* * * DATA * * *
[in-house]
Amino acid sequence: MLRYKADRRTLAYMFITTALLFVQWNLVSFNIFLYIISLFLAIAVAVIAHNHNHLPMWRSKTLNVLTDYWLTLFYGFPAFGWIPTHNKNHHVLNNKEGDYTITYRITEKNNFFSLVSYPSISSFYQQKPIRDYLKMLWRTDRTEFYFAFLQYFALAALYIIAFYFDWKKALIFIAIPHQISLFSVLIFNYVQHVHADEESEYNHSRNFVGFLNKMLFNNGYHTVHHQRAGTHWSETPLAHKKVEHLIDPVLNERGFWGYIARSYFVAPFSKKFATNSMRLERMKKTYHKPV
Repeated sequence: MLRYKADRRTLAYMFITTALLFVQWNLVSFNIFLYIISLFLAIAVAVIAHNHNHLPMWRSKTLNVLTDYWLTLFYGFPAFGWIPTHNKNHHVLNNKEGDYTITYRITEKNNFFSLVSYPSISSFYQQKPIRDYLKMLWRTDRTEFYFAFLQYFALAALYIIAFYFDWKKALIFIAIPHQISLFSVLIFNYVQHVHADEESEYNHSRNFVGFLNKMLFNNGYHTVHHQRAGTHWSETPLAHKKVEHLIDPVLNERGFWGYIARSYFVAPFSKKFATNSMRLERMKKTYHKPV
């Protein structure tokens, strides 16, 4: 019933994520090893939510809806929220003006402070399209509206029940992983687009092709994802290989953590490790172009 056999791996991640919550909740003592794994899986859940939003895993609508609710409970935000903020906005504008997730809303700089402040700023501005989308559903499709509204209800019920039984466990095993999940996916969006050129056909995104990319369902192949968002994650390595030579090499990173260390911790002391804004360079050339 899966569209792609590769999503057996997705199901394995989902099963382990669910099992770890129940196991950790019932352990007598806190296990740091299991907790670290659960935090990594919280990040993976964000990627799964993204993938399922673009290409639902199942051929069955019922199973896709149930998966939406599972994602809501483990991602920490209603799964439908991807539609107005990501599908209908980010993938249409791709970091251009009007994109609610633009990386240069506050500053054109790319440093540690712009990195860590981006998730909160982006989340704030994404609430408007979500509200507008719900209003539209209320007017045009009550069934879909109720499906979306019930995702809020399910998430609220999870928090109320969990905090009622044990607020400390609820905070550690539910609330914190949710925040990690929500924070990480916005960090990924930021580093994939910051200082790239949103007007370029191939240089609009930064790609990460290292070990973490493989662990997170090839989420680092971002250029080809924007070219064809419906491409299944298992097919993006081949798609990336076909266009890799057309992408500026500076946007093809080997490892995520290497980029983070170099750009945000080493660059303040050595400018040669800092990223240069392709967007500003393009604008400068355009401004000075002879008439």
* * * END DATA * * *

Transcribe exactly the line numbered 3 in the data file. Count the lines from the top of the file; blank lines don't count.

Repeated sequence: MLRYKADRRTLAYMFITTALLFVQWNLVSFNIFLYIISLFLAIAVAVIAHNHNHLPMWRSKTLNVLTDYWLTLFYGFPAFGWIPTHNKNHHVLNNKEGDYTITYRITEKNNFFSLVSYPSISSFYQQKPIRDYLKMLWRTDRTEFYFAFLQYFALAALYIIAFYFDWKKALIFIAIPHQISLFSVLIFNYVQHVHADEESEYNHSRNFVGFLNKMLFNNGYHTVHHQRAGTHWSETPLAHKKVEHLIDPVLNERGFWGYIARSYFVAPFSKKFATNSMRLERMKKTYHKPV